‘Perverse Instantiation Part Two’
Another season finale down, another lever pulled by Clarke to save her people. But as Becca tells ALIE, the goal isn’t everything, how you reach the goal matters too. This is something the kids on the ground have been learning for three seasons now, that sometimes the end result doesn’t justify what they did to get them there, with Clarke and Bellamy both acting as the poster people for bad choices in pursuit of a goal. ‘Perverse Instantiation Part Two‘ is no different. It was dramatic, tense and the stakes were higher than ever as each of the characters pushed on with the final battle to see their end goal reached, whatever the cost.
We begin with the delinquents out of options, out of plans and out of hope. They’re trapped on the top floor of the Polis tower with no Nightblood to perform an ascension ceremony on, no way to destroy ALIE and an army of chipped grounders and skaikru climbing the tower to make their first push for Clarke and the Flame. With Clarke opting to take the Flame herself, aided by a transfusion of the now braindead Ontari’s Nightblood, the delinquents are quickly faced with the need to battle through an assault on all fronts while Clarke enters the City of Light to take ALIE down from the inside.
And who should we find in the City of Light but Alycia Debnam-Carey as Lexa returns in a blaze of glory. Lexa’s return in the finale became something like the show’s worst-kept secret after they killed her off earlier in the season, but what an incredibly badass re-entrance it turned out to be. This was a return to Lexa as The Commander – a strong, ruthless warrior, which is something that had largely been forgotten about in her third season appearances (excluding her epic fight with Roan, of course), but here she is, as fierce a fighter as ever.Clarke and Lexa’s reunion has been a long time coming, and Clarke especially got the chance to get some closure in saying the words she’d previously left unsaid, but ultimately what we saw was just a little bit too bittersweet, although it did give Lexa the opportunity to go out in the way she always deserved to – with a sword in her hand.
But, for everything going on in the City of Light, it was the delinquents protecting Clarke that held the biggest draw this week because this was where Bellamy was performing in his favourite role of big brother. Bellamy has by far received the most criticism of any other character for his questionable choices in the pursuit of a goal, and he spent most of this episode both wrestling with the weight of those choices and trying to prevent Octavia from following in his footsteps.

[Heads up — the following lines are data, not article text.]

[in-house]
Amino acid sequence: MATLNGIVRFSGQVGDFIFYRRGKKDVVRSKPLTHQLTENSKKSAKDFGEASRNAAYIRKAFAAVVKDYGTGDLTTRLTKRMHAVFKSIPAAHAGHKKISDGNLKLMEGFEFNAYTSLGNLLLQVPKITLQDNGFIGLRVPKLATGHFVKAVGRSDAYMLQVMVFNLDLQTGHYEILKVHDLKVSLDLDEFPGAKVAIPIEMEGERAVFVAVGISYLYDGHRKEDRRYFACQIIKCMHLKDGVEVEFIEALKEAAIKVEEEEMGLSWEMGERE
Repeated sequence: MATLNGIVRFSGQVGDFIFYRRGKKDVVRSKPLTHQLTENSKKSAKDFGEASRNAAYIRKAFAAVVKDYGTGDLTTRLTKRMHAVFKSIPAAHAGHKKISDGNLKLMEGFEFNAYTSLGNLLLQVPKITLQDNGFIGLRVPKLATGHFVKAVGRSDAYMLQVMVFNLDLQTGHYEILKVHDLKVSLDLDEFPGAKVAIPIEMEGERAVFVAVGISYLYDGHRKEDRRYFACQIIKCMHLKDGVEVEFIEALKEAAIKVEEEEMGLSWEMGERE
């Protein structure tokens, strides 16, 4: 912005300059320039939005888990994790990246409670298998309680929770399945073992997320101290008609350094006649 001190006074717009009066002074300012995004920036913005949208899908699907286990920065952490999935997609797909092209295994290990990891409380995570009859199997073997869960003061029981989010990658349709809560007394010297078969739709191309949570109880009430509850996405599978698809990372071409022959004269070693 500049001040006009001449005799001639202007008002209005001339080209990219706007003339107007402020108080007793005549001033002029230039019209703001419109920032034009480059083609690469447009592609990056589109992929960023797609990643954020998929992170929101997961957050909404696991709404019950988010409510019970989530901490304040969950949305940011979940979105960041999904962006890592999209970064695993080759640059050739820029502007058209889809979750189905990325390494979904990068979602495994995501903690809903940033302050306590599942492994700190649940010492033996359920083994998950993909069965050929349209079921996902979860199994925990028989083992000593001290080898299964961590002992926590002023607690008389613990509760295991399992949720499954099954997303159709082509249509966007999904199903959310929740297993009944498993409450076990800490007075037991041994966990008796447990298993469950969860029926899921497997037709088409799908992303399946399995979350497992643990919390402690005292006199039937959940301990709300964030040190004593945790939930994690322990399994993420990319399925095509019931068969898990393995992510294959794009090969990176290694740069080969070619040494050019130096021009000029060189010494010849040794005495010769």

“I let my need for revenge let me make some bad decisions,” Bellamy tells Octavia. “I don’t want that for you.” It may sound weird coming from the guy that aided in the massacre of 300 innocent Grounders, but you feel like he genuinely is learning from that experience. Octavia’s anger about Lincoln’s death has been palpable since he was executed, but now the group has reunited with Pike, it’s him that gets the brunt of it and Octavia is out for blood. In true Octavia style, she doesn’t heed her big brother’s advice, and the season ends with Octavia driving her sword through Pike and apparently killing him. What’s worse is that it happens after the battle, after he’s saved her life even, when we’re supposed to be at peace. But that’s The 100 for you – we’re never really at peace. Even Clarke’s ‘saving the world’ apparently comes at the cost of, you know, saving the world if what ALIE said is true and the world really does only have 6 months of sustainable living left in it. While right now this feels like much too big of a problem to be satisfactorily solved in a season, what it does do though is bring the whole question of what we’re fighting for right into focus. Did Clarke just save the world and doom the world in one fell swoop? And what effect is all of this death, dying and violence actually having on people?
And, to be honest, I really liked that we ended on this note. This season took a dramatic turn towards the sci-fi towards the end there, and I’m glad that that whole saga seems to be finished with, at least for now. It was interesting, and so different to everything else we’ve seen on television at the moment, but it feels right to be back to our group dynamics and the morals and ethics of running a society on the ground, which is much of what made this show so great to start off with.
‘Perverse Instantiation Part Two’ was one hell of a finale. It was so quick-paced I could barely catch my breath, and it sucker punched us more than once. But more than that it delivered us some great character moments – even if the Arkadia group had little else to do than sit around and watch – and holds the promise of a great season four to come.
So there’s just one thing left to know… Is it next year yet?